Curating the kayak
Canadian Canoe Museum preserves collection to foster understanding of uniquely Inuit vessel for wider audience
The kayaks displayed at the Canadian Canoe Museum are sleek, like the otters sometimes seen swimming in the rivers and lakes of the nearby Kawarthas in eastern Ontario.
Each of the 19 Inuit kayaks on display was handmade by Arctic craftsmen. They built the wooden hulls and stretched the tanned sealskin hulls by hand, creating an engineering masterpiece. Each is a work of art — perfectly designed and built to suit the place from where it came.
“The collection includes historic and contemporary kayaks from western Alaska to Baffin Island and Nunatsiavut to Greenland,” says curator Jeremy Ward.
The museum, founded in 1997 and located in Peterborough, Ont., focuses on canoes. However, its mandate is to display paddled watercraft from around the world, and it started collecting kayaks early in its history. Now it owns 68 kayaks and umiaks, which are wooden, open boats that can hold up to 30 people and tonnes of cargo.
It took years for museum founder Kirk Wipper, a University of Toronto physical education professor who died in 2011, to build a large personal collection of kayaks and canoes, which became the core of the museum’s collection.
The collection includes the wooden skeleton of a kayak from east Hudson Bay and a completed kayak from the same area. Others were added in 1977 and 1985 when Wipper acquired other collections.
Now the museum’s offerings include kayaks built across the Arctic from Greenland to the Bering Sea.
For some of the kayaks, the museum knows little more than where it was built.
Most were built in the Canadian Arctic, although one of the best-preserved ones is a traditional east Hudson Bay kayak, constructed at the Ontario Science Centre in Toronto in 1976 by a group of Inuit from the Nunavik village of Puvirnituq.
Another is from Nova Scotia where, in 1977, a group of Inuit visited to demonstrate their culture to a southern audience.
The newest addition to the collection hasn’t arrived in Peterborough yet. It was built in Puvirnituq by a class of high school students using traditional methods and taught by Alain Cloutier, a master builder. His grandfather built a kayak that is in the museum’s collection, and it was the model for this new one.
Details of construction techniques can often best be found by looking at existing kayaks, and Ward says the museum provides traditional kayak builders wide access to its collection.
“We are developing relationships with Indigenous communities and individuals to support them by making images and information about the watercraft available,” he said.
The Puvirnituq kayak is shrink-wrapped and bubble-wrapped to protect the thin, sealskin hull from damage. When it arrives later this spring, it will be carefully unpacked for display in the new museum building, which is expected to open in July 2023.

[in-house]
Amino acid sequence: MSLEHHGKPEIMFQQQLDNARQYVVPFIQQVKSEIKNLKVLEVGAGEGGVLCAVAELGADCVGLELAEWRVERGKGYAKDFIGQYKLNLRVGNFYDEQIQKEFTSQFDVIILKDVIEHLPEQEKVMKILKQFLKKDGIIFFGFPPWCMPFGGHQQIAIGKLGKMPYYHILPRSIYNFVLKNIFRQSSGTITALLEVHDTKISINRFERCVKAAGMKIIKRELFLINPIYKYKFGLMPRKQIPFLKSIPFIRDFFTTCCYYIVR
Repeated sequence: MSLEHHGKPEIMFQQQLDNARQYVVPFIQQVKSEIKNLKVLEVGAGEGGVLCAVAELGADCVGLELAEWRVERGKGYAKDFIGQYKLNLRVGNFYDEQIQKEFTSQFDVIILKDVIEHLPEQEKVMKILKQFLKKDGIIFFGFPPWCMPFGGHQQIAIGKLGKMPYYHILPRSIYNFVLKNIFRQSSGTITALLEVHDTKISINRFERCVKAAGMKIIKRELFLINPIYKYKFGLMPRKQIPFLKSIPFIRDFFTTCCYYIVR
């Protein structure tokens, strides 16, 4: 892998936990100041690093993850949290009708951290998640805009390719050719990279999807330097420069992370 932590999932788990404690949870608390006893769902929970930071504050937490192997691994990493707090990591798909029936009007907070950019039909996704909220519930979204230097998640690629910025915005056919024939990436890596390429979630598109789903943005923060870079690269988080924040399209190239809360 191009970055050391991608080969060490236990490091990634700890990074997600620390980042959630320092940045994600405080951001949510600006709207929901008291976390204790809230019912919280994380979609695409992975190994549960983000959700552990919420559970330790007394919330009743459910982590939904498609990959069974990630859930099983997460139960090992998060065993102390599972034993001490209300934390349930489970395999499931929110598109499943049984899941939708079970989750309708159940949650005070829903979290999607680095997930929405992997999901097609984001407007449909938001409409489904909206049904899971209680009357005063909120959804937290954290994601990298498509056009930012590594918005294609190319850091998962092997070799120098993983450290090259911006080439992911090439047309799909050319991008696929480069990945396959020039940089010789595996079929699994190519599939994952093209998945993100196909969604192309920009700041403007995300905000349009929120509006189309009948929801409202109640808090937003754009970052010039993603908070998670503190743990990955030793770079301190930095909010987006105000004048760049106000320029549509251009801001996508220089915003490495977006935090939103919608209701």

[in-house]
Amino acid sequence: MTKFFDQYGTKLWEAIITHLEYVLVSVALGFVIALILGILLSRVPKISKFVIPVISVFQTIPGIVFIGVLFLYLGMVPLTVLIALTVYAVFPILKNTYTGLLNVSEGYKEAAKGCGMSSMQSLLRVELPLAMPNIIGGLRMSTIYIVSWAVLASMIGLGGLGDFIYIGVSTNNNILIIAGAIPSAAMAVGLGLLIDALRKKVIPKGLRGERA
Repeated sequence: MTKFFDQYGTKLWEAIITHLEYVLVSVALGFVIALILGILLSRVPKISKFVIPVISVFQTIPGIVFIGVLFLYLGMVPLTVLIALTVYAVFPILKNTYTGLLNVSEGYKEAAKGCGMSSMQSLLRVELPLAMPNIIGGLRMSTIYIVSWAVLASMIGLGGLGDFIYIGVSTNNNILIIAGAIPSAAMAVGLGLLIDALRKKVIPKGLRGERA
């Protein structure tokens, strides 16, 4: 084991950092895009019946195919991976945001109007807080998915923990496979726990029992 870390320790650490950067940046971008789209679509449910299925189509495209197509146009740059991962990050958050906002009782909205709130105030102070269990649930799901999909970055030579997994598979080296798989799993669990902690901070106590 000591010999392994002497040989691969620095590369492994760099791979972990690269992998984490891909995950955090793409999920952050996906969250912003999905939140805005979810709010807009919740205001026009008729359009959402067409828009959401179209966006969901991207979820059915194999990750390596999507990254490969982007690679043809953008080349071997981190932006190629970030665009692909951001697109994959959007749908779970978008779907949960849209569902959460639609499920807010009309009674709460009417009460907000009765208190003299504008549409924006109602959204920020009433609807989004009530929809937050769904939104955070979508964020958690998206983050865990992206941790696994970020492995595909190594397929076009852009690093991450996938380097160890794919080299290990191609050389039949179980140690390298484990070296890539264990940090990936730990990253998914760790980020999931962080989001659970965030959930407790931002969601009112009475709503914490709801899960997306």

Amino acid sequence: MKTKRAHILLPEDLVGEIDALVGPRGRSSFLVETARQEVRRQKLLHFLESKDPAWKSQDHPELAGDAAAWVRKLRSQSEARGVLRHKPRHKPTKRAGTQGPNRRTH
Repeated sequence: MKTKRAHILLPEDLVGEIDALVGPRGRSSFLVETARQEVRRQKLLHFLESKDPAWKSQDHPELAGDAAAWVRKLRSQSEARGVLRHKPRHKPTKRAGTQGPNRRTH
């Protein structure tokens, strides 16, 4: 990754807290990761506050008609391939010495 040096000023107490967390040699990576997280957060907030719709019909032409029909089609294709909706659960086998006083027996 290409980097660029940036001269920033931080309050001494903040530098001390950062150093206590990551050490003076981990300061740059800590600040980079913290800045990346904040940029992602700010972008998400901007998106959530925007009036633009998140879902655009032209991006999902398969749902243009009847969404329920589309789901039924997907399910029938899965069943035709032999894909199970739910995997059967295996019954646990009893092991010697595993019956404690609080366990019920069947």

Each kayak has its own shape, and where it was built is factored into its design.
For instance, a kayak used in the coastal waters off Baffin Island needs to be larger and more stable than one used in the quieter waters of Hudson Bay.
“The rich diversity in kayak shapes and construction across the Arctic reflects a combination of distinct cultural and regional designs with advanced performance characteristics best suited for hunting practices and paddling conditions where they are used,” Ward said.
An important part of the museum’s custodianship is learning the details of how and why each kayak was built the way it was. Although kayaks are now built and operated worldwide, most knowledge of traditional construction remains in the Arctic.
The museum’s exhibit projects manager, Laura Peers, says she wants to see the kayak collection become a living collection. Thanks to a grant from a major donor, she reaches out to Inuit communities and hires people with traditional knowledge of kayaks to collect information in the North. That helps museum staff explain traditional kayaks to people in the south.
The Canadian Canoe Museum “needs to be a place where communities come together” to share information, to cherish kayaks as a distinct type of boat which is unique to the Arctic, and share a common love of these engineering marvels, Peers says.
“We hope to work with Indigenous people to bring their voices and perspectives together with the watercraft to interpret them,” she says. “We hope that the museum will be a space where different sets of knowledge come together and we can all learn from each other.”
The Canadian Canoe Museum is located in a former boat-motor factory, but ground has been broken for a new museum along the banks of nearby Ottonabee River. Ward and Peers say they are excited about the possibilities the new site offers.
They plan to use traditional Inuit knowledge, called Qaujimajatuqangit, or to explain kayaks to a national audience and exhibit the collection in new ways, including online exhibits.
Both Ward and Peers say the work of learning about the museum’s kayak collection has only just started. Building a place where communities come together takes time, they say, but once those relationships are established everyone who appreciates kayaks will benefit.